I spent the single most unproductive hour of my month having tea with a comparatively new friend. Wouldn’t have changed that for the world: there is something energising, nourishing, exciting about nattering over tea. If I did nothing in that hour – and I absolutely did nothing – then the hour after it was far more productive because of taking that time.
So I’m keen on tea. And there was cake this time: chocolate is my Kryptonite.
But there wa also friendship. I read somewhere that we tend to keep our friends for around seven years. I can think of people I’ve been close to for longer but I was a little reassured by this idea of natural moving on because I’ve lost a lot of pals and it could be argued that they tended to disappear on me after about that time. So it’s not me. And it’s not them.
I think it might be me, though. So I was taken with this piece from the always superb Brain Pickings:
We call “friends” peers we barely know beyond the shallow roots of the professional connection, we mistake mere mutual admiration for friendship, we name-drop as “friends” acquaintances associating with whom we feel reflects favorably on us in the eyes of others, thus rendering true friendship vacant of Emerson’s exacting definition. We have perpetrated a corrosion of meaning by overusing the word and overextending its connotation, compressing into an imperceptible difference the vast existential expanse between mere acquaintanceship and friendship in the proper Aristotelian sense.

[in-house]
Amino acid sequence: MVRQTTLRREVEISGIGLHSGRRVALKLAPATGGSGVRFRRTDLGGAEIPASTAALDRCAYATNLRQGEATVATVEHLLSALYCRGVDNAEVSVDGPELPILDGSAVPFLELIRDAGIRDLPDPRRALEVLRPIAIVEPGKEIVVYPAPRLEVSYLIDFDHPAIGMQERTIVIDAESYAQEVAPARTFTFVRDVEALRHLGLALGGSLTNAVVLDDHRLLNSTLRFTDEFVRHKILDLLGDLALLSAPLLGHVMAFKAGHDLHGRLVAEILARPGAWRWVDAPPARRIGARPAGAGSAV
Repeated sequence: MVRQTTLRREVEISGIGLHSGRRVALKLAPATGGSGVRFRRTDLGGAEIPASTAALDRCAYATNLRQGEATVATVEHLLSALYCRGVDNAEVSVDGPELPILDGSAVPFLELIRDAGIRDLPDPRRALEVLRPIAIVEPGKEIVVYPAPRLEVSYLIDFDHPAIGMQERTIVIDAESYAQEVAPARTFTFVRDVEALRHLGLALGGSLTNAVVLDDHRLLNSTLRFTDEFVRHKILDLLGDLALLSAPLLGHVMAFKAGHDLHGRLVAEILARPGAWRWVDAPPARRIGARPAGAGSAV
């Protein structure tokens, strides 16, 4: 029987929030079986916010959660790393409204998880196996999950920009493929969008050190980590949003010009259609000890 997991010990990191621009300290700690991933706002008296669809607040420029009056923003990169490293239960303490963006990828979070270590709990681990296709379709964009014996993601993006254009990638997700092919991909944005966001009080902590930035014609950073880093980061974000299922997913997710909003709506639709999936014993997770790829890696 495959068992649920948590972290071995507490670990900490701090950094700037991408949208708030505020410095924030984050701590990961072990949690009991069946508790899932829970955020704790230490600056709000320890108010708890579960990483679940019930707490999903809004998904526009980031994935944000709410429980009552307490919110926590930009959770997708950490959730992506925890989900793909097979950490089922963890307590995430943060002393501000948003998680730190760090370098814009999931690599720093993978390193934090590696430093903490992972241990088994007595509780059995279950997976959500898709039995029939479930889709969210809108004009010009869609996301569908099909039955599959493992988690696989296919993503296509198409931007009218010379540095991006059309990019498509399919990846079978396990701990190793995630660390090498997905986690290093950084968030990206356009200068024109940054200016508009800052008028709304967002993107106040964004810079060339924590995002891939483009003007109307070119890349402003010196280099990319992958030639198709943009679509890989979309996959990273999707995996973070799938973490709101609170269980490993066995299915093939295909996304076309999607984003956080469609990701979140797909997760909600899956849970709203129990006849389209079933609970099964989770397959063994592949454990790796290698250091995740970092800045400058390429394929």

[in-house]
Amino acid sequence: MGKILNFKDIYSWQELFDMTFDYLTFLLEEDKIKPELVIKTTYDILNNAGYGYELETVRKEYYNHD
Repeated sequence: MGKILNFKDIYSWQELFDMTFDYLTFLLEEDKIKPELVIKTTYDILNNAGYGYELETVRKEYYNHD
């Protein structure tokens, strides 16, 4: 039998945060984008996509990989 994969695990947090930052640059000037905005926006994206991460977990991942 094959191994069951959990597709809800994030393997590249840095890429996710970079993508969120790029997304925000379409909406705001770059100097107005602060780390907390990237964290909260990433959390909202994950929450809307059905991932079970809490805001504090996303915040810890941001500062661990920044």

She’s talking about reclaiming the word friendship and I read that also as making a stand for how important friendship is. Being Brain Pickings, Popova does as ever gather insightful quotes and detail from great minds but also as ever, what she says herself is arresting. Have a read of her full piece.